One of these weeks I’ll watch less films… I’ll try, at least.
Give me some suggestions on what to watch, or what not to watch, for the next week.
What We Do In The Shadows (2015)
Directed by Taiki Waititi & Jemaine Clement
This past week was the Sundance Film Festival and not only did Taiki debut his latest film, Hunt for the Wilderpeople, but he went on Twitter to discuss some of his thoughts on how he was going to tackle his next project, Thor: Ragnarok. This was enough reason for me to revisit this extremely hilarious film: a mockumentary about vampires in New Zealand. Personally, I’m looking forward to the sequel, We’re Wolves. Yes, that’s the actual title and it’s genius.
Eddie The Eagle (2016)
Directed by Dexter Fletcher
This film doesn’t open until February 26th, but screenings have started and, in short, go watch this crowd-pleasing film when it comes out. Longer review here.
There Will Be Blood (2007)
Directed by Paul Thomas Anderson
Not a single frame is wasted in this film. Breath-taking visuals with incredible performances. Need I say more than “Daniel Day-Lewis”? This film is a little daunting to attempt writing about because of the amount of skill, precision, and utter talent that is poured into it.
Boogie Nights (1997)
Directed by Paul Thomas Anderson
PTA channels his love for Robert Altman and Martin Scorsese. While this is arguably before he settles on his own style (which occurs right around Punch-Drunk Love), it never minimizes this film. Boogie Nights is his Goodfellas, showcasing a “dirty” world while showing how alluring it can be before it all goes to hell. It’s also about the birth of the video camera and how the porn industry switched to the amateur world, emphasizing the value of film. This reminds me of Singin’ in the Rain, as that explores the transitional period between silent to sound, while this does the same for film to digital. Also, Anderson’s “needle-drops” are exceptional (ending a film with “God Only Knows” is never a bad idea). Not to mention the extremely talented cast of John C. Reilly, Wahlberg, Burt Reynolds, Don Cheadle, William H. Macy and, finally, Philip Seymour Hoffman. I almost forgot he was in the film, but when his sweet character walked into the frame I just couldn’t stop smiling. I miss PSH.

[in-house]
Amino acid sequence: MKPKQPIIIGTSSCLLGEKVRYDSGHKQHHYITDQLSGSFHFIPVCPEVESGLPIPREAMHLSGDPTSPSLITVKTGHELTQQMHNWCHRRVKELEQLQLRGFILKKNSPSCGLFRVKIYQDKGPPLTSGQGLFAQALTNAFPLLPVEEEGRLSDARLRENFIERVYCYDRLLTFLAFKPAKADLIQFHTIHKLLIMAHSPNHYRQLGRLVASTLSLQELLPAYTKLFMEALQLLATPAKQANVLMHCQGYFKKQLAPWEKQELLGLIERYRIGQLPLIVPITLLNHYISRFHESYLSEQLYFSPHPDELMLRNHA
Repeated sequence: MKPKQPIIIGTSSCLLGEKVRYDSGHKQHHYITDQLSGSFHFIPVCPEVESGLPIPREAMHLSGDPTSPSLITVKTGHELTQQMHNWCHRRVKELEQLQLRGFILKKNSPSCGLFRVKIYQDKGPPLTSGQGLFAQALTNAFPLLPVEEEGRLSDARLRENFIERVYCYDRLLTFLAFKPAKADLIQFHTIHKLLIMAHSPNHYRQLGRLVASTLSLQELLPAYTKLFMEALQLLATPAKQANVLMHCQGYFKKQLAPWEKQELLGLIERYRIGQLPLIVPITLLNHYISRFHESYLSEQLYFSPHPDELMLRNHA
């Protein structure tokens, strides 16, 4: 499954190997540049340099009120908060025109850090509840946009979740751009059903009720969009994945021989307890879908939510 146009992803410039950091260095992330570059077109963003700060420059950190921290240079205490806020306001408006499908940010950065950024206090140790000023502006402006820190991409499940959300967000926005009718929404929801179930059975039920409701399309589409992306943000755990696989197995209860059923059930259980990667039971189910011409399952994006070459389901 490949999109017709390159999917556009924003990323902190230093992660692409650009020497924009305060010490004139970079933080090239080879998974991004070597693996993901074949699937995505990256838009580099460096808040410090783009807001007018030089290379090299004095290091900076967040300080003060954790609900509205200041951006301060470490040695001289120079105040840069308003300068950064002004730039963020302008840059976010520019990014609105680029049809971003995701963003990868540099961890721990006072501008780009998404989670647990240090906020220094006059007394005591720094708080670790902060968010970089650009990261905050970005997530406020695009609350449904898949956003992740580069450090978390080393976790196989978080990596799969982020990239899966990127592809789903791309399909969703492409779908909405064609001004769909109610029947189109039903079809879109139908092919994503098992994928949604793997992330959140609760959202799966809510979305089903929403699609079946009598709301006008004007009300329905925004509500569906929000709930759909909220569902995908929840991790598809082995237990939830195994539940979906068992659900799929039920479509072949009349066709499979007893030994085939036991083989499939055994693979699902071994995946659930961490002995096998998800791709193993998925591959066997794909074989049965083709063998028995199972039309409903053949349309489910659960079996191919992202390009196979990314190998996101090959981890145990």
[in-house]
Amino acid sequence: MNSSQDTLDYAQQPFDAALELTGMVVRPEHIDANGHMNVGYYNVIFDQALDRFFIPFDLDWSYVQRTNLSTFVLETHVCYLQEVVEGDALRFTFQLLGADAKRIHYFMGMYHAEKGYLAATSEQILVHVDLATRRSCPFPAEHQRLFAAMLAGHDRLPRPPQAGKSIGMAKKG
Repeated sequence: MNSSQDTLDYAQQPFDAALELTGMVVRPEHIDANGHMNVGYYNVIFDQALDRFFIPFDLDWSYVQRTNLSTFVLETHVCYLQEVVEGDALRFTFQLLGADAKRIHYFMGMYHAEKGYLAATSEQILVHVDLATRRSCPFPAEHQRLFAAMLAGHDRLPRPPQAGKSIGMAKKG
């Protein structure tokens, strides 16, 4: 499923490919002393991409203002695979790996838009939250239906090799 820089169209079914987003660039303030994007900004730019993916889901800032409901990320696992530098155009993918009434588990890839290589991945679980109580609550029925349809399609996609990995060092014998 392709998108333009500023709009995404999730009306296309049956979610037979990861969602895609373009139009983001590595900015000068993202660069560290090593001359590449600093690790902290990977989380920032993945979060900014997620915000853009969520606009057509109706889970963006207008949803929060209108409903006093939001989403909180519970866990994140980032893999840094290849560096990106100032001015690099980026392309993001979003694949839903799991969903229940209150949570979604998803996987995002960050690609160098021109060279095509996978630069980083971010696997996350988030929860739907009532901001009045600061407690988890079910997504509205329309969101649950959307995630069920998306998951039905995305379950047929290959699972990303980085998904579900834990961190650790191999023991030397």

Galaxy Quest (1999)
Directed by Dean Parisot
This viewing was partially due to the sad passing of Alan Rickman. I wanted to see this again and see if it has held up over the years. I not only think that it holds up, but it’s far better than I ever remember it being. There’s a balance of taking it seriously, and not doing so at all. While being both a parody of sci-fi shows (mostly Star Trek) and of the fandom convention lifestyle (far more mainstream than in 1999), it remains a good story with heart.
The Exorcist (1973)
Directed by William Friedkin
Ah, one of the greatest horror films of all time. You can never go wrong with The Exorcist. A film I, sadly, only saw last year, so unfortunately I don’t have any real emotional connection to it. No, it didn’t give me nightmares for weeks when I was under 13 – that would have been The Shining. I put in my blu-ray copy around 11 at night, turned off all the lights, turned the volume up, and loved it all.
Django Unchained (2012)
Directed by Quentin Tarantino
I don’t think I’ve seen this film since 2013, and after watching it again, I’m not sure why I’ve waited so long to watch it again. What a great revenge/love story.
Mulholland Drive (2001)
Directed by David Lynch
This coming week, I’m going to watch this movie again and write a more in-depth Film Finale article on it. But, in the meanwhile, Lynch is at his finest in this.
Directed by Jason Moore
Tina Fey & Amy Poehler: amazing. A very funny film that frankly wouldn’t work without the stars being where they are. The very funny supporting cast need to be in more work outside of SNL. I’m looking at you Bobby Moynihan. The film was written by Paula Pell (who also comes from SNL). The film was directed by Jason Moore, who previously made Pitch Perfect. While I would have preferred a woman’s perspective on this situation, it’s clear that Moore let Pell (and one can only imagine Fey and Poehler) make sure their voices were heard.